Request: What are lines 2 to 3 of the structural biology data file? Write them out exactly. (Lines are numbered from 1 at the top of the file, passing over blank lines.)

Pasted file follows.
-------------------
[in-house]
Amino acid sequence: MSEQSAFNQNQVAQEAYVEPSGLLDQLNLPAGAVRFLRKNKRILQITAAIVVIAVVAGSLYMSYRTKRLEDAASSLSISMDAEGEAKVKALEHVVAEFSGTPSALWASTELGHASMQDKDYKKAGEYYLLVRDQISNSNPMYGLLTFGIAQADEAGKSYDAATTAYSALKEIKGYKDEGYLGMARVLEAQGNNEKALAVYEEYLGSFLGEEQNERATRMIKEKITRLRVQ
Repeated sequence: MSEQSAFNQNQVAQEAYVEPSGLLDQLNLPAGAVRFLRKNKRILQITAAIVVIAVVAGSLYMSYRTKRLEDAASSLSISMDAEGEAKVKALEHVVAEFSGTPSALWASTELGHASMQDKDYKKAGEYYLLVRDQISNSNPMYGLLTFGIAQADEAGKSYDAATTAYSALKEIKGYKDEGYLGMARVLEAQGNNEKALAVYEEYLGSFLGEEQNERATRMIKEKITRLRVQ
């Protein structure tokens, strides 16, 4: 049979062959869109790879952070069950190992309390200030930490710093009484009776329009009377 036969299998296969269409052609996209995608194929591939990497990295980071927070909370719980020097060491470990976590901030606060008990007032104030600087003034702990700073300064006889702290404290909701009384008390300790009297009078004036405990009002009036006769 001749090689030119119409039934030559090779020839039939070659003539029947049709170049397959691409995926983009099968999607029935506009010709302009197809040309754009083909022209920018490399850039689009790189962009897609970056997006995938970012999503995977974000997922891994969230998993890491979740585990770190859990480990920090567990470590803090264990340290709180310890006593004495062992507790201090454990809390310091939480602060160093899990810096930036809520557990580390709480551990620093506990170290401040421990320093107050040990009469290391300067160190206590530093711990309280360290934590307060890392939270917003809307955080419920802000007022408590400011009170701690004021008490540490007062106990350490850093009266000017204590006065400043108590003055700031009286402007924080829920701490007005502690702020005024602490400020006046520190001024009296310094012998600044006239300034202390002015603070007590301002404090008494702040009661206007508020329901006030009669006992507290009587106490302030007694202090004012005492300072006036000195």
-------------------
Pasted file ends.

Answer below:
Amino acid sequence: MSEQSAFNQNQVAQEAYVEPSGLLDQLNLPAGAVRFLRKNKRILQITAAIVVIAVVAGSLYMSYRTKRLEDAASSLSISMDAEGEAKVKALEHVVAEFSGTPSALWASTELGHASMQDKDYKKAGEYYLLVRDQISNSNPMYGLLTFGIAQADEAGKSYDAATTAYSALKEIKGYKDEGYLGMARVLEAQGNNEKALAVYEEYLGSFLGEEQNERATRMIKEKITRLRVQ
Repeated sequence: MSEQSAFNQNQVAQEAYVEPSGLLDQLNLPAGAVRFLRKNKRILQITAAIVVIAVVAGSLYMSYRTKRLEDAASSLSISMDAEGEAKVKALEHVVAEFSGTPSALWASTELGHASMQDKDYKKAGEYYLLVRDQISNSNPMYGLLTFGIAQADEAGKSYDAATTAYSALKEIKGYKDEGYLGMARVLEAQGNNEKALAVYEEYLGSFLGEEQNERATRMIKEKITRLRVQ